Evaluation of the risk of foreign compounds depends upon understanding the enzymes involved their degradation. A set of under-studied metabolic enzymes include the epoxide hydrolases in the ?/?-hydrolase fold family. These enzymes degrade epoxides by adding water. Some epoxides are reactive and highly mutagenic, and epoxides are commonly formed as metabolically labile functionalities by cytochrome P450s from variety of environmental chemicals. Not only are the levels of epoxide hydrolases variable in the human population, but they can be inhibited or induced by environmental chemicals and drugs. A central hypothesis is that epoxide hydrolases also have endogenous roles. We have established that the soluble epoxide hydrolase also acts on epoxides of arachidonic acid. These are key regulatory lipids. In fact, an inhibitor of the soluble epoxide hydrolase we made during the last grant period is in clinical trials to treat hypertension. Because the soluble epoxide hydrolase is involved in the regulation of blood pressure, inflammation and pain, it additionally represents a novel target for the action of xenobiotics. Similarly, inhibition of the microsomal epoxide hydrolase leads to acute xenobiotic toxicity. The knowledge of ?/?-fold enzymes will be expanded by completing two major objectives, and the tools developed here are critical to test a series of hypotheses regarding the endogenous role of the soluble epoxide hydrolase. Objective I addresses the structure and fundamental biochemistry of epoxide hydrolases with a major emphasis on the less studied soluble form. Objective II continues the development of a metabolomic profiling system to examine biologically active lipids in the arachidonate cascade and related pathways. Using this analytical platform as well as potent inhibitors and inducers of the enzyme, the role of the soluble epoxide hydrolase as a key enzyme in the arachidonate cascade and thus regulation of inflammation and pain will be evaluated. Along with 15% of the world's pharmaceuticals, common herbicides and personal care products are also known to act on the arachidonate cascade. For example we have found the common soap anti microbial, triclocarban, is a potent inhibitor of the soluble epoxide hydrolase and the endogenous peptide angiotensin along with PPAR? agonists are inducers. By addressing our objectives, knowledge will be expanded on the biochemistry and role in xenobiotic metabolism of epoxide hydrolases. The hypothesis of endogenous roles for epoxide hydrolases will be tested and the arachidonate cascade evaluated as a site of action for xenobiotics and nutraceuticals.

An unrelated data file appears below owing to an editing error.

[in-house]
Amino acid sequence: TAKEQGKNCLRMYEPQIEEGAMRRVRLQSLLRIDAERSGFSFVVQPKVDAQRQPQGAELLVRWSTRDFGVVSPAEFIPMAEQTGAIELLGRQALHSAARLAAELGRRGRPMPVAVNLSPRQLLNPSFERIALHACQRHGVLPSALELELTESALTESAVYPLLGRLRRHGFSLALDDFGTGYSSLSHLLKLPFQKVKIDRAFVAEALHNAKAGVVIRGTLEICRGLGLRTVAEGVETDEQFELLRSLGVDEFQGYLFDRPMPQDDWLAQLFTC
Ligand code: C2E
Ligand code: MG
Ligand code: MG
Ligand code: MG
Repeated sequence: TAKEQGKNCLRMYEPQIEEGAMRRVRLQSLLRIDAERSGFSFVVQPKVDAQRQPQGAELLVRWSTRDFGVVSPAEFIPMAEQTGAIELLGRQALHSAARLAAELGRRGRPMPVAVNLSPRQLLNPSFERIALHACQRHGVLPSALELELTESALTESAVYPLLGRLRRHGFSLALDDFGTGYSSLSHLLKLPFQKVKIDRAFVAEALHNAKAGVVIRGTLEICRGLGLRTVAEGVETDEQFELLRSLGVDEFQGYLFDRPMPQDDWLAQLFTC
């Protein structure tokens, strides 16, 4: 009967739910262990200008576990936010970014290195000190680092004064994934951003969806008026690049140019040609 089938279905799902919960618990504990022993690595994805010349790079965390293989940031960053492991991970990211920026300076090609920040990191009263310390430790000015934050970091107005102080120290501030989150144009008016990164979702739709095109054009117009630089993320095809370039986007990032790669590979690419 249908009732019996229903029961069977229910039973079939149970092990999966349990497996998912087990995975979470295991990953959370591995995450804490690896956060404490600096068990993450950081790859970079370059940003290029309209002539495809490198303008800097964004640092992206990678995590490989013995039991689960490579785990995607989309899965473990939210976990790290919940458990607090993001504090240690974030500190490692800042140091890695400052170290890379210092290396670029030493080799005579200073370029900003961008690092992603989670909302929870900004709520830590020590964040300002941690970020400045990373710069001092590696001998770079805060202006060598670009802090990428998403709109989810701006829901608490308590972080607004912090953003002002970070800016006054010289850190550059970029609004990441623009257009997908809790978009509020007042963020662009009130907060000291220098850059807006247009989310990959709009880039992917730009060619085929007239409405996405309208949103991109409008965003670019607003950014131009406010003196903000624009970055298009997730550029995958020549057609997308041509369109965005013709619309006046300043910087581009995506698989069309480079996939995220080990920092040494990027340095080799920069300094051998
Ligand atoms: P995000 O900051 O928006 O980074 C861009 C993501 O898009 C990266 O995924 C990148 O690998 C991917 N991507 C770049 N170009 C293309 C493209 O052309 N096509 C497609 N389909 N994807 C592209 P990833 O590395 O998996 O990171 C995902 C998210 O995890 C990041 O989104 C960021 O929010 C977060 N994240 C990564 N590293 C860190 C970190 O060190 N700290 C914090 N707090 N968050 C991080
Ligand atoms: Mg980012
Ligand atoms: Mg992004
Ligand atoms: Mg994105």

Epoxide hydrolase enzymes protect us against many environmental chemicals, and some of them also function to regulate our blood pressure, inflammation and pain. This study will identify new epoxide hydrolase targets for the action of drugs and nutraceuticals to improve health. This knowledge will also predict risk from environmental chemicals that increase or decrease the levels of epoxide hydrolases.
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